Bottom Line: Ankyrin-B is associated with intracellular vesicles, but is not colocalized with the bulk of SERCA 1 or ryanodine receptor type 1 in skeletal muscle.These data provide the first evidence of a physiological requirement for ankyrin-B in intracellular targeting of the calcium homeostasis machinery of striated muscle and immune system, and moreover, support a catalytic role that does not involve permanent stoichiometric complexes between ankyrin-B and targeted proteins.Similar mechanisms involving ankyrins may be essential for segregation of functionally defined proteins within specialized regions of the plasma membrane and within the Ca(2+) homeostasis compartment of the ER.

View Article: PubMed Central - PubMed

Affiliation: Howard Hughes Medical Institute and Departments of Cell Biology and Biochemistry, Duke University Medical Center, Durham, North Carolina 27710, USA.

ABSTRACT
This report describes a congenital myopathy and major loss of thymic lymphocytes in ankyrin-B (-/-) mice as well as dramatic alterations in intracellular localization of key components of the Ca(2+) homeostasis machinery in ankyrin-B (-/-) striated muscle and thymus. The sarcoplasmic reticulum (SR) and SR/T-tubule junctions are apparently preserved in a normal distribution in ankyrin-B (-/-) skeletal muscle based on electron microscopy and the presence of a normal pattern of triadin and dihydropyridine receptor. Therefore, the abnormal localization of SR/ER Ca ATPase (SERCA) and ryanodine receptors represents a defect in intracellular sorting of these proteins in skeletal muscle. Extrapolation of these observations suggests defective targeting as the basis for abnormal localization of ryanodine receptors, IP3 receptors and SERCA in heart, and of IP3 receptors in the thymus of ankyrin-B (-/-) mice. Mis-sorting of SERCA 2 and ryanodine receptor 2 in ankyrin-B (-/-) cardiomyocytes is rescued by expression of 220-kD ankyrin-B, demonstrating that lack of the 220-kD ankyrin-B polypeptide is the primary defect in these cells. Ankyrin-B is associated with intracellular vesicles, but is not colocalized with the bulk of SERCA 1 or ryanodine receptor type 1 in skeletal muscle. These data provide the first evidence of a physiological requirement for ankyrin-B in intracellular targeting of the calcium homeostasis machinery of striated muscle and immune system, and moreover, support a catalytic role that does not involve permanent stoichiometric complexes between ankyrin-B and targeted proteins. Ankyrin-B is a member of a family of adapter proteins implicated in restriction of diverse proteins to specialized plasma membrane domains. Similar mechanisms involving ankyrins may be essential for segregation of functionally defined proteins within specialized regions of the plasma membrane and within the Ca(2+) homeostasis compartment of the ER.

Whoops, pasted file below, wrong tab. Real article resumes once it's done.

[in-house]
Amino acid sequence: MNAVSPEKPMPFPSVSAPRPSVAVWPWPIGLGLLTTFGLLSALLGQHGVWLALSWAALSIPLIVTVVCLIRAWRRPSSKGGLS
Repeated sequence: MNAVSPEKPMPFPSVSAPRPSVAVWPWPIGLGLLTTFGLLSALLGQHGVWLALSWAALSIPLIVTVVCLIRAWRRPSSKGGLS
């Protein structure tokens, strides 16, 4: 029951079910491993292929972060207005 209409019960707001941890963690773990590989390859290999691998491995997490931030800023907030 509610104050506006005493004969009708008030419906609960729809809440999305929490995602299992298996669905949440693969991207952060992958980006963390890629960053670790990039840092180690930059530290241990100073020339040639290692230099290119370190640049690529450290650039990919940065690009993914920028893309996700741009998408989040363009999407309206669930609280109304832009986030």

Show MeSH
Related in: MedlinePlus